Takeaways From SCOTUS Marriage Equality Ruling for Hawai’i Employers

Last Friday, the United States Supreme Court, in Obergefell v. Hodges, affirmed that the Fourteenth Amendment of the Constitution requires states to apply their marriage laws equally to all couples, regardless if they are opposite-sex or same-sex. Writing for the Majority, Justice Anthony Kennedy stated, “Under the Constitution, same-sex couples seek in marriage the same legal treatment as opposite-sex couples, and it would disparage their choices and diminish their personhood to deny them this right.”   In deciding Obergefell, the Court, 5-4, resolved a consolidated challenge from the Court of Appeals for the Sixth Circuit, which had sustained several state statutes that excluded same-sex couples from marrying.

The Court’s decision follows its decision in United States v. Windsor, which came two years ago to the same day. In Windsor, the Court held that Section 3 of the Federal Defense of Marriage Act (“DOMA”) violated the Fifth Amendment of the Constitution, to the extent that the statute’s definition of “marriage” and “spouse” deprived same-sex couples of equal protection and due process, because it only recognized the marriages of opposite-sex couples.

The Court’s decision in Obergefell, at least with respect to Hawai’i employers, has fewer implications than it may have for employers elsewhere because: (1) In 2013, following the Court’s decision in Windsor, President Obama issued an Executive Order, and the Federal Internal Revenue Service (“IRS”) and the Department of Labor (“DOL”) issued Final Rules, which expanded under federal statutes the definition of “marriage” and “spouse” to include same-sex marriages, if the state where the same-sex couple resided permitted them to marry, and then (2) In 2013, Hawai’i adopted the Hawai’i Marriage Equality Act, reforming our state’s statutes to permit same-sex couples to marry. So, since 2013, under both federal and state statutes, Hawai’i employers have been required to recognize employees’ same-sex marriages and their spouses, since they are now permitted in our state.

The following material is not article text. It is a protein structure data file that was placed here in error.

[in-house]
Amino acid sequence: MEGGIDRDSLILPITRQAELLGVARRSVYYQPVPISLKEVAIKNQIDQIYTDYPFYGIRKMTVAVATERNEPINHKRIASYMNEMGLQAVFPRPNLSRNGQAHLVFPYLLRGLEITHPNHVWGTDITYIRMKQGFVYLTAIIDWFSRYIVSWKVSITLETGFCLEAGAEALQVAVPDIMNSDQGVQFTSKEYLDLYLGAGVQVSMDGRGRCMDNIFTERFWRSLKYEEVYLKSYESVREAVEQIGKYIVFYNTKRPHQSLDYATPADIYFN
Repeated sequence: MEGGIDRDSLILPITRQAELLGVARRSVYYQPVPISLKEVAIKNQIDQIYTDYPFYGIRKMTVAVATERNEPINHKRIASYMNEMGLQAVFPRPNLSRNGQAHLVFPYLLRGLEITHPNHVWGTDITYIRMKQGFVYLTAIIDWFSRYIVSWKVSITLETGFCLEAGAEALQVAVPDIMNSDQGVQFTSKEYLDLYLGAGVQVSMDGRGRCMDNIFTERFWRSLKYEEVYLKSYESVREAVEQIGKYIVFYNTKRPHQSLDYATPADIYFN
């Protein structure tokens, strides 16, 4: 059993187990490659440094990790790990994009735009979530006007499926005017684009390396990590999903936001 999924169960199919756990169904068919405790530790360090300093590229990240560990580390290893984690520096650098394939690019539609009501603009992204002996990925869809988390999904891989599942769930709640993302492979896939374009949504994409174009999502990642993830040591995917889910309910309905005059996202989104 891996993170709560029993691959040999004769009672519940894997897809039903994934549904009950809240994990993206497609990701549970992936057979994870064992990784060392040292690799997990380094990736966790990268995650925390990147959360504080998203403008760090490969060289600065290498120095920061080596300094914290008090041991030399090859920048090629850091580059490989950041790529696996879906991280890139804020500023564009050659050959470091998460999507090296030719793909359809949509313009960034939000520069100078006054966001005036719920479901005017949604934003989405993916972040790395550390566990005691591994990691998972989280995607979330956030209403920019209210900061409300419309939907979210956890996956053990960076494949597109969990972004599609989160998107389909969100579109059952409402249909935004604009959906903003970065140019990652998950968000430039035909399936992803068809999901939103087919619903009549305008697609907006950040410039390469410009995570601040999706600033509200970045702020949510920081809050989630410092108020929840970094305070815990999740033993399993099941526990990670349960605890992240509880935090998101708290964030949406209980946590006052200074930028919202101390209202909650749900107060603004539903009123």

Nonetheless, given the Court’s recent decisions, along with subsequent developments under both federal and state statutes, it is a good time for Hawai’i employers to take stock of the flurry of changes that have occurred with respect to managing LGBT employees who have entered into same-sex marriages: